Where’s the truck, right? (Images by the author)

There are loads of guides for DIY car painting floating around the internet. But like all complex processes distilled down to something you can “learn” in ten minutes of YouTubing, it doesn’t always look as shiny as you might have hoped. So how do you fix it? But seriously, I need help.

After years of casual searching I finally have my dream car– a running International Scout. Specifically a long wheelbase Scout II Traveler with a 304 V8, four-speed manual and freaking disc brakes up front believe it or not.

I look forward to regaling you with the tale of how my oldest friend and I talked each other into getting it over afternoon beers but for now I have a more pressing problem– what to do about this godawful redneck militia motif.

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Once upon a time this truck was a beautiful Omaha Orange. I know that because there are little flakes of it showing through the door jambs and inside the tailgate. And because the previous owner told me it was “this ugly seventies orange so we had to make it a little more badass.” [Sigh.] In the original color, the truck probably would have commanded about twice his asking price. Looking at it that way, I kind of lucked out.

Anyway my man’s interpretation of “badass” was to get the four flavors of camo spray paint you’ve seen at the hardware store and make big peanuts to make the truck, well, camo.

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As far as the actual execution, it actually came out surprisingly decent. I mean it’s flaking in a few places, there was absolutely no attempt made to mask the weather stripping or chrome and a close examination reveals a whole heap of prairie pinstripes (scratch marks from blazing trails through bushes on off-road adventures.)

Objectively speaking the guy successfully painted the truck. It’s just too bad he had to go with the desert meth-runner design. Also I keep losing the damn thing.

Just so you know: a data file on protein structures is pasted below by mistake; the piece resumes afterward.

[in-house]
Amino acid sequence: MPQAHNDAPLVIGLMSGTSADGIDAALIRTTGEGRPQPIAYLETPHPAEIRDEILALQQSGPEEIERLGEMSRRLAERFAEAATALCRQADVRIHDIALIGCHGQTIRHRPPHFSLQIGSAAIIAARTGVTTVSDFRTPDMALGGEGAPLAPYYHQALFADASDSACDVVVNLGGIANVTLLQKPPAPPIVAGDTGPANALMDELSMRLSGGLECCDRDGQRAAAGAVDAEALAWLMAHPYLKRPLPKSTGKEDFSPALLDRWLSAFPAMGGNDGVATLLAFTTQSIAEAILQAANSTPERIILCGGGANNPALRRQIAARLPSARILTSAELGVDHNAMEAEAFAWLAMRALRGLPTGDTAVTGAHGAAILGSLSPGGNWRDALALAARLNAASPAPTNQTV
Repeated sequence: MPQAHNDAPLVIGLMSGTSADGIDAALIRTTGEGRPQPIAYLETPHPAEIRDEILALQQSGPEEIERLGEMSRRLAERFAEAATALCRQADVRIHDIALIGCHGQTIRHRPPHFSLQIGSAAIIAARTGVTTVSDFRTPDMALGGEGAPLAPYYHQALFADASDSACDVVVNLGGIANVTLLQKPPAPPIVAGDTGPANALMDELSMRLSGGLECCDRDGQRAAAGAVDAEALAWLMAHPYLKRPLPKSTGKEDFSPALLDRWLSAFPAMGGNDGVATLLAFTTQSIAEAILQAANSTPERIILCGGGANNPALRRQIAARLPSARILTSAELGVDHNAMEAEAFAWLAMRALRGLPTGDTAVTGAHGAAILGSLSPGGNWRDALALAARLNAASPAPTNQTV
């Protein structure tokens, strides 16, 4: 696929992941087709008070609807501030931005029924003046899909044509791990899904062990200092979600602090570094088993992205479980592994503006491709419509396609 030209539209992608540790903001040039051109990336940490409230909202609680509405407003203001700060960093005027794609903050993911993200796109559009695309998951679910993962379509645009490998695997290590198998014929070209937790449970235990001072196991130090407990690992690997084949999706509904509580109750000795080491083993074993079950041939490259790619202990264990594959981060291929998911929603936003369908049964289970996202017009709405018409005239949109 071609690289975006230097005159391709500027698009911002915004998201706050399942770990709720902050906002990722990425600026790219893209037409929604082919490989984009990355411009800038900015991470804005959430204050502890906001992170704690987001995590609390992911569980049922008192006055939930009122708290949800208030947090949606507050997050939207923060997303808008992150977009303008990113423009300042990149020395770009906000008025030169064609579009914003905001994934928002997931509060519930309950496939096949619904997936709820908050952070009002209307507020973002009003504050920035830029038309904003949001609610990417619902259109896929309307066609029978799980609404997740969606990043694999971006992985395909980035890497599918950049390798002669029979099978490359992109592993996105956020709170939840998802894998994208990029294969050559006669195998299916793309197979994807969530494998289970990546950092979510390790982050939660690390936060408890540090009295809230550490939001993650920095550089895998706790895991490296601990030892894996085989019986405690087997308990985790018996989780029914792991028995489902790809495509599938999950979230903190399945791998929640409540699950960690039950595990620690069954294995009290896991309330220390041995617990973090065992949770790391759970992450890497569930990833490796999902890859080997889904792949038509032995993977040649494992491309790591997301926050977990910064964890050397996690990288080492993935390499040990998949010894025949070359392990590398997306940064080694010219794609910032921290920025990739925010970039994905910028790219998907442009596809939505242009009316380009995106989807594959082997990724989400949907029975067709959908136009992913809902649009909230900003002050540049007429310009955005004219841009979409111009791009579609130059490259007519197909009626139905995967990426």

Get it? Just a little camo humor.

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I would like the truck to be orange again, or teal, or green. Or maybe a nice blue. Yellow? Pretty much any single color would be fine to be honest.

Have you figured out where this is going yet?

My first thought was just to try and remove the spray paint, at least as much as possible. Maybe give it the derelict look. Then I started thinking I should just paint over it. Then I realized I might have more fun by crowdsourcing ideas from Jalopnik readers.

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I want to change the color of my truck but I don’t want to spend a lot of money. I am willing to experiment though. That’s where you come in– help me figure out the cheapest and easiest solution. I will take your suggestions on advisement, and then I’ll do another post with the results of our tests. And yes, we’re recognizing that this is a temporary fix and maybe someday I’ll throw down for a real respray.

So far I have identified my options as:

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  • Have a professional paint the truck. My local mechanic has said an “okay job” could be done for $3,000 with a quick-and-dirty “desperation job” at about half the price.
  • Get an even cheaper “pro” paint job.
  • Drive the truck over the border and take advantage of Mexico’s lower labor rates.
  • Chemically strip the spray paint with paint thinners and/or graffiti removers.
  • Mechanically strip the spray paint with a shitload of sand paper.
  • Some combination of those?
  • Treat the camo job like a primer, prep it and spray paint over it.
  • Brush paint it?
  • Find some unemployed hippies to paint some peace and love murals into the camo.
  • That fancy version of Plasti Dip I am so fascinated with.
  • Just fuckin’ leave it.

Normally I’d shake my head at any rattle-can paint job, but this one seems to have held up well enough. The truck was allegedly painted to its current condition in 2012, by the way, but I don’t know how it was “prepped” if at all. As in, the original body could be sanded to hell before the spray paint was applied or it might be smooth under there.

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Now’s the fun part, folks. If you have ideas on how to change the color, share them! If you have insight as to what different approaches might do to metal or pitfalls I may not have considered, even better.